President Donald Trump’s administration announced Friday that the White House won’t release records of its visitors, raising new concerns from transparency advocates.
The decision not to voluntarily disclose White House visitor logs is a break from the policy of former President Barack Obama’s administration, even though Trump had called his predecessor the “least transparent president.”
Read More… from White House says it won’t make visitor logs public, raises concerns about transparency
The National Archives and Records Administration has told the White House to keep each of President Donald Trump's tweets, even those he deletes or corrects, and the White House has agreed.
The head of the archives, David S. Ferriero, told two Democratic senators in a letter last week that the White House has assured him it's saving all Trump's Twitter blasts.
Read More… from National Archives to White House: Save all Trump tweets
The White House has removed all of the information that was previously available through its open data portal, posting a message that encourages visitors to “check back soon for new data.” The old data, however, is still available through President Obama’s archive page, albeit in a format where some of the links are not functioning properly.
Read More… from What’s New in Civic Tech: White House Removes Open Data Info, Internet Archive Offers to Host PACER Data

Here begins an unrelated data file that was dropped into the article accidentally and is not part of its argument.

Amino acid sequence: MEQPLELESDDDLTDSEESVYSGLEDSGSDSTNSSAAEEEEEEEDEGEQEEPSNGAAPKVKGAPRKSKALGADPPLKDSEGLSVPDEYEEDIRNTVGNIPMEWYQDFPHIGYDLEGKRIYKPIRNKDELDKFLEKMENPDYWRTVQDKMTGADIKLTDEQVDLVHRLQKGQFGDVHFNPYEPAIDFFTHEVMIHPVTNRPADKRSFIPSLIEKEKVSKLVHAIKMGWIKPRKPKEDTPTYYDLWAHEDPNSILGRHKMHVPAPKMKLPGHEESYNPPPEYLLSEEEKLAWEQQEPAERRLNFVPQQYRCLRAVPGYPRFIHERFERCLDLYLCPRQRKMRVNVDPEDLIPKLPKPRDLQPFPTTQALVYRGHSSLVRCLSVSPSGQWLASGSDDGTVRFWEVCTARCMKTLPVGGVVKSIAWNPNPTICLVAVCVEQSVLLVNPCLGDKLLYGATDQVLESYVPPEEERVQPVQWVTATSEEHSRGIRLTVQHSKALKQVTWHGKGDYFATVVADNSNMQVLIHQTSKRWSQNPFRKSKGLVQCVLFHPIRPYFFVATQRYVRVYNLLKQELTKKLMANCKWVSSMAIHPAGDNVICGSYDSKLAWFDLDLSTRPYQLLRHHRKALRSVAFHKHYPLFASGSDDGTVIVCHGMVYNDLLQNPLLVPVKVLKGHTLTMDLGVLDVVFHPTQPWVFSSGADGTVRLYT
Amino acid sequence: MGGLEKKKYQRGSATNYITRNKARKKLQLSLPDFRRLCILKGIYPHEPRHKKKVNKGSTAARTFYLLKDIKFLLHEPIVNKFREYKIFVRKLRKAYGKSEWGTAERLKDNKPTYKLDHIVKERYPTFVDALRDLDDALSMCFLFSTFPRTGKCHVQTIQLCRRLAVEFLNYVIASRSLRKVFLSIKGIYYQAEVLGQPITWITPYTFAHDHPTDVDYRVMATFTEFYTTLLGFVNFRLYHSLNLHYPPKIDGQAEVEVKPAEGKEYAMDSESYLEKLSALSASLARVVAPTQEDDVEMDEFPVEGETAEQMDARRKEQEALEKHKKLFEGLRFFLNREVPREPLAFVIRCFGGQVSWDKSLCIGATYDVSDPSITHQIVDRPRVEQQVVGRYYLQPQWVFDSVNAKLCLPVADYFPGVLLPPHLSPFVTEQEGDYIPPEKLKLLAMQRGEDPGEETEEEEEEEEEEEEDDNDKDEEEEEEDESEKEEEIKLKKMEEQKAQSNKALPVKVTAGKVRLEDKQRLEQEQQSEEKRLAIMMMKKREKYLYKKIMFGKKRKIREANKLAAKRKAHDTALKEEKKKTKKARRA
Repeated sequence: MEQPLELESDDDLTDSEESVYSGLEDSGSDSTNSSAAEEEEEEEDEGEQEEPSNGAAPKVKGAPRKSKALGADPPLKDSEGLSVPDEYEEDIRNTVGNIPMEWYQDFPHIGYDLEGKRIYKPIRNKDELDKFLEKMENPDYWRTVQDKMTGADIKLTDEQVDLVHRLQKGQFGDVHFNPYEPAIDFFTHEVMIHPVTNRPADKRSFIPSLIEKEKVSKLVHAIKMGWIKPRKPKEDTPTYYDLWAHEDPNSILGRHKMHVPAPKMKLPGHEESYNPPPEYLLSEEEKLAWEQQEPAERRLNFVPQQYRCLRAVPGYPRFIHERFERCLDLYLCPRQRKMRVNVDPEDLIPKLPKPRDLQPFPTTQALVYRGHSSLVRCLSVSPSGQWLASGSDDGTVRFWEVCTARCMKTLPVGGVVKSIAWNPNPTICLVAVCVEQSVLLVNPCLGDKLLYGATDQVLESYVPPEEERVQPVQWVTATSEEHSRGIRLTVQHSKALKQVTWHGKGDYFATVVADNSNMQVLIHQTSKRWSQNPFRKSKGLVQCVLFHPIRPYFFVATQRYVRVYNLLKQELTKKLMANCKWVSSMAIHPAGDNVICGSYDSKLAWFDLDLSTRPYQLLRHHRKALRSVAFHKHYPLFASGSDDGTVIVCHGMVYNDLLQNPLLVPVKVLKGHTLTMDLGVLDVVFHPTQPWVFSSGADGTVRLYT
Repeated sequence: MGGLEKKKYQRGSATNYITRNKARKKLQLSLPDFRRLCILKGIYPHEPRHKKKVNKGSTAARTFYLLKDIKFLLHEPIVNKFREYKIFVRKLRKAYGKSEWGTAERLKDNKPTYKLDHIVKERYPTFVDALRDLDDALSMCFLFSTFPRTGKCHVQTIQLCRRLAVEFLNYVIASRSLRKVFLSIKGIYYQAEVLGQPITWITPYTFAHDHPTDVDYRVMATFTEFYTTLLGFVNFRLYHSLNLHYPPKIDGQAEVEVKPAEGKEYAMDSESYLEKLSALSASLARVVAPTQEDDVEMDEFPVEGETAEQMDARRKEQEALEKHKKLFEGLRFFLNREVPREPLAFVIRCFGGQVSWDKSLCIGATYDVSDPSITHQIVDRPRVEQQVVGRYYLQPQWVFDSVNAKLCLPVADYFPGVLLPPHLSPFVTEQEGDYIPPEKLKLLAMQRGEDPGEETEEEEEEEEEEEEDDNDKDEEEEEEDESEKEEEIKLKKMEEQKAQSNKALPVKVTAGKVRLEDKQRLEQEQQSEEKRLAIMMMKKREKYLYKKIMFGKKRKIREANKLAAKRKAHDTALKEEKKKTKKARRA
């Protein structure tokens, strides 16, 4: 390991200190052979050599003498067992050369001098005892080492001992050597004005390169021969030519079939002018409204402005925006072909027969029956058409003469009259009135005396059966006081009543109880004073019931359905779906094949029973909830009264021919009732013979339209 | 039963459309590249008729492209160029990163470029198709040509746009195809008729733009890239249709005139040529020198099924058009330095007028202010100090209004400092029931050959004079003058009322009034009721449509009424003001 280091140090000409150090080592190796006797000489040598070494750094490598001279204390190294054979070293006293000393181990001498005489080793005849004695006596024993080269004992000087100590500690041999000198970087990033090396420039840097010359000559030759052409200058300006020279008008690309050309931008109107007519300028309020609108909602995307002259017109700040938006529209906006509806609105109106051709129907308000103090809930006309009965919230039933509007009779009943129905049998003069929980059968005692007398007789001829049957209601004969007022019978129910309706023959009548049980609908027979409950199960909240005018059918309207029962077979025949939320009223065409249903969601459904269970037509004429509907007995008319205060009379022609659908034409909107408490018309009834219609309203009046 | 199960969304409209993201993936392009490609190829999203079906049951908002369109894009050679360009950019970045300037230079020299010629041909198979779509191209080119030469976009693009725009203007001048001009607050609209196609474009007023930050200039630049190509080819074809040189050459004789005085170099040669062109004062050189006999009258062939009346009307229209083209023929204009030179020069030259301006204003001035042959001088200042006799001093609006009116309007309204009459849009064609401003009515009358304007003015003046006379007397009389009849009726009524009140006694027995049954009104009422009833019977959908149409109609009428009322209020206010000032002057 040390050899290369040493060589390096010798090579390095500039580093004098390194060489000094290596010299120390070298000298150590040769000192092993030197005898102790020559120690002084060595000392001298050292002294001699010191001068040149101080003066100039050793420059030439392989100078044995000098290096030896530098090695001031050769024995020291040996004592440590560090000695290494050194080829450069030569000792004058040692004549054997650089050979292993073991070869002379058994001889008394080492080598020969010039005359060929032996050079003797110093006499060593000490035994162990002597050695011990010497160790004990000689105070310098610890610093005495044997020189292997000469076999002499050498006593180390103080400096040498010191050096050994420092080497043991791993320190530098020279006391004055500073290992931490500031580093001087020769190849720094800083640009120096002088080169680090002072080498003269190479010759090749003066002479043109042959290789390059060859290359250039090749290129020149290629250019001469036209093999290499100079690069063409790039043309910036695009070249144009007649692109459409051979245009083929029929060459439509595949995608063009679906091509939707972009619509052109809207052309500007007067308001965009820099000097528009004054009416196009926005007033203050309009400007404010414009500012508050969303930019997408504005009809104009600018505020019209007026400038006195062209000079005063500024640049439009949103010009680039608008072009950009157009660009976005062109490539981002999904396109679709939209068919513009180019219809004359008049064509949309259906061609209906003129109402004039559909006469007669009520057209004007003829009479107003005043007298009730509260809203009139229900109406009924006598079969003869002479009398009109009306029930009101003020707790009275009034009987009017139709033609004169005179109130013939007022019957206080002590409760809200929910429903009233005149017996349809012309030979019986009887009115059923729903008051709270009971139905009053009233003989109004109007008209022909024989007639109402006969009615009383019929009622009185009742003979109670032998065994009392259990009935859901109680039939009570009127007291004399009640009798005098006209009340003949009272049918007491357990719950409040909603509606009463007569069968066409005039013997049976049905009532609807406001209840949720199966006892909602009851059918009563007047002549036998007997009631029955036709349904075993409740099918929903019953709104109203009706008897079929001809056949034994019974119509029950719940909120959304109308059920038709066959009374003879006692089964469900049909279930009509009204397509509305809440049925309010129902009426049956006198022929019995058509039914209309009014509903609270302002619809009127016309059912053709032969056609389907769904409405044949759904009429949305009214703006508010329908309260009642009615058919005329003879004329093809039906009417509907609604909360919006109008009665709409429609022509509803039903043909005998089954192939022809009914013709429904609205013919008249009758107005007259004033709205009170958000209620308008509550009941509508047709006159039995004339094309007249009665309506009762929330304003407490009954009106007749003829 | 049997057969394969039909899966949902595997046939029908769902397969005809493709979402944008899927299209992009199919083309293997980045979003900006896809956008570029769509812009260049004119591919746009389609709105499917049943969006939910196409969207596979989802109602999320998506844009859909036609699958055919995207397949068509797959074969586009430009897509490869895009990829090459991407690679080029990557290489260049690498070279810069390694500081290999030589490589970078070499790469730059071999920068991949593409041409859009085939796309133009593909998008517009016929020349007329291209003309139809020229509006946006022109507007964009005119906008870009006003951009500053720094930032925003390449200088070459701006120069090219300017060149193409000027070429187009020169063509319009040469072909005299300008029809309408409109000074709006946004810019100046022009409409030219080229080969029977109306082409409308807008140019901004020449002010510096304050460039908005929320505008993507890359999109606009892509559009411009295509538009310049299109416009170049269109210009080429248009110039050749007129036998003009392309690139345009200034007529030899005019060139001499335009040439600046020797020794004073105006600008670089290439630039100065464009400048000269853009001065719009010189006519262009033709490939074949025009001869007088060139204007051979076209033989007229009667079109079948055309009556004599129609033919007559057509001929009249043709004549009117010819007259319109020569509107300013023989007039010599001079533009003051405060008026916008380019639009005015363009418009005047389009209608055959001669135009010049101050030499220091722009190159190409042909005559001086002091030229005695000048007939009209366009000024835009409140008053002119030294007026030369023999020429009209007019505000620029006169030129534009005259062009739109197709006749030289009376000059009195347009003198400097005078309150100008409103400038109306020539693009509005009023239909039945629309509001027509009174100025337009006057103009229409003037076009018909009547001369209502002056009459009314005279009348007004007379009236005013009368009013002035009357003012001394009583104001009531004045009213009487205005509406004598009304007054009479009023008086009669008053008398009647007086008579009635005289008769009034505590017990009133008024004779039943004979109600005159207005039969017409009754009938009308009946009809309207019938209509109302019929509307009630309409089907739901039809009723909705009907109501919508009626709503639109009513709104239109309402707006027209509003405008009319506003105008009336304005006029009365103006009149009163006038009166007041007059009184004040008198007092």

2,473 days after President Barack Obama issued an Open Government Directive, half of the 15 Cabinet agencies of the United States have not complied with the most basic aspect of the executive order: publishing an open government plan on their open website.
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Judges don’t like it when someone makes a claim that turns out not to be true in order to get a lawsuit dismissed, such as claiming records don’t exist when they do. The White House Office of Science & Technology Policy (OSTP) failed to disclose the existence of some records in response to a Freedom of Information Act request until after a federal judge had already ruled in the case.
Read More… from Judge issues Order to Show Cause against White House OSTP in FOIA case
Since the United States joined the Open Government Partnership in 2011, U.S. agencies have been working alongside civil society to develop and implement commitments to increase transparency, improve participation, and curb corruption. From opening up Federal spending data to make it easier to see how taxpayer dollars are spent, to the We the People online petition site where the public can propose U.S. policy changes, to strengthening efforts to deny safe haven in the U.S. to corrupt individuals, our efforts to advance open government are making an impact.
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The watchdog group Cause of Action is suing the Justice Department for records on what is says are possible unethical disclosures of confidential taxpayer information to the White House, the organization announced Thursday.
Read More… from Watchdog Group Files FOIA Lawsuit for Records on DOJ Tax Attorneys Assigned to White House
The president who came to office claiming he would have the most open and transparent presidency in history is now denying or slowing Freedom of Information Act requests for documents at an unprecedented rate.
In 1966, Congress passed the Freedom of Information Act, a law giving the public and journalists access to government documents in an effort to bring more transparency to our government. It is this law that Obama’s federal government is increasingly circumventing.
Read More… from FEDERAL GOVERNMENT INCREASINGLY SLOWING, DENYING RELEASE OF DOCUMENTS